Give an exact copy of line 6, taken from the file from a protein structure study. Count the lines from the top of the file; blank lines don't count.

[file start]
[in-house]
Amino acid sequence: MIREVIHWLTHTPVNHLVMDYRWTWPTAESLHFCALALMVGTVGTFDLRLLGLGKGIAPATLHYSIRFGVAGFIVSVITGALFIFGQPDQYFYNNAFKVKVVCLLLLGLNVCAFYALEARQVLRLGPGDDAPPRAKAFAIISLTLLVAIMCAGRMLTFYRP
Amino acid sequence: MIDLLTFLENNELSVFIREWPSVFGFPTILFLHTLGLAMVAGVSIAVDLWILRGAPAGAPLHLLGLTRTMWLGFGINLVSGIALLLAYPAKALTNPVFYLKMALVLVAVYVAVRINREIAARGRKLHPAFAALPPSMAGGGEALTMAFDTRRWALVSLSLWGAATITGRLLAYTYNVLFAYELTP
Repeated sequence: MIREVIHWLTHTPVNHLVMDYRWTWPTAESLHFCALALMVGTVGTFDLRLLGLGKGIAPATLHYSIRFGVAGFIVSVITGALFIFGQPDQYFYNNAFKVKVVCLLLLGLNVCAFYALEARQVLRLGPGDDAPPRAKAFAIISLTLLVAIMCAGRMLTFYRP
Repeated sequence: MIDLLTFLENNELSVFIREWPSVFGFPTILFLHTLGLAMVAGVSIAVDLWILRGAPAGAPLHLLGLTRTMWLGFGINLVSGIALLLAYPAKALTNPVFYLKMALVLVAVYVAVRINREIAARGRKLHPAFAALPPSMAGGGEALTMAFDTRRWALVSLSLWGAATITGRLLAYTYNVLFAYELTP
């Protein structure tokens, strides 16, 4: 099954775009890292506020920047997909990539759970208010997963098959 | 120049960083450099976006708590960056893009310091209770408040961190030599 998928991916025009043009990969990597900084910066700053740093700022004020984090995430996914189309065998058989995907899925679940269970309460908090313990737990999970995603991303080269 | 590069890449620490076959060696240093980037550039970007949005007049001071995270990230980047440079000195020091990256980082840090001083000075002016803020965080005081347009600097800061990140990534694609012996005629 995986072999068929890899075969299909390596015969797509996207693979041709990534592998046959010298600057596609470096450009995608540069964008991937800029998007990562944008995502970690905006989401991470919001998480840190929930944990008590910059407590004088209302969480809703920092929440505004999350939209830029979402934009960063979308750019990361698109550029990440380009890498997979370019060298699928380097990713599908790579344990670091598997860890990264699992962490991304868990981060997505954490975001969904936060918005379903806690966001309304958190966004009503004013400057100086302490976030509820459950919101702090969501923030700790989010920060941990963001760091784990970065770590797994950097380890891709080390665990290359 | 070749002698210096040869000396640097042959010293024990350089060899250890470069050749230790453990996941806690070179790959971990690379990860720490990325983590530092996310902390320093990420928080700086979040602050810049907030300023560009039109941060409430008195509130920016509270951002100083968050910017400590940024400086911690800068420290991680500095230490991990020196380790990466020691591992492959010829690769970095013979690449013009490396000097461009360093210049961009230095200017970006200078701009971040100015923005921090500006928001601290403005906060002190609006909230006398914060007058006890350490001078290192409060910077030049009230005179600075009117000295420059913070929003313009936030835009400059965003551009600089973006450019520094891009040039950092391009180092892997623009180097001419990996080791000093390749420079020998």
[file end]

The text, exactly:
């Protein structure tokens, strides 16, 4: 099954775009890292506020920047997909990539759970208010997963098959 | 120049960083450099976006708590960056893009310091209770408040961190030599 998928991916025009043009990969990597900084910066700053740093700022004020984090995430996914189309065998058989995907899925679940269970309460908090313990737990999970995603991303080269 | 590069890449620490076959060696240093980037550039970007949005007049001071995270990230980047440079000195020091990256980082840090001083000075002016803020965080005081347009600097800061990140990534694609012996005629 995986072999068929890899075969299909390596015969797509996207693979041709990534592998046959010298600057596609470096450009995608540069964008991937800029998007990562944008995502970690905006989401991470919001998480840190929930944990008590910059407590004088209302969480809703920092929440505004999350939209830029979402934009960063979308750019990361698109550029990440380009890498997979370019060298699928380097990713599908790579344990670091598997860890990264699992962490991304868990981060997505954490975001969904936060918005379903806690966001309304958190966004009503004013400057100086302490976030509820459950919101702090969501923030700790989010920060941990963001760091784990970065770590797994950097380890891709080390665990290359 | 070749002698210096040869000396640097042959010293024990350089060899250890470069050749230790453990996941806690070179790959971990690379990860720490990325983590530092996310902390320093990420928080700086979040602050810049907030300023560009039109941060409430008195509130920016509270951002100083968050910017400590940024400086911690800068420290991680500095230490991990020196380790990466020691591992492959010829690769970095013979690449013009490396000097461009360093210049961009230095200017970006200078701009971040100015923005921090500006928001601290403005906060002190609006909230006398914060007058006890350490001078290192409060910077030049009230005179600075009117000295420059913070929003313009936030835009400059965003551009600089973006450019520094891009040039950092391009180092892997623009180097001419990996080791000093390749420079020998």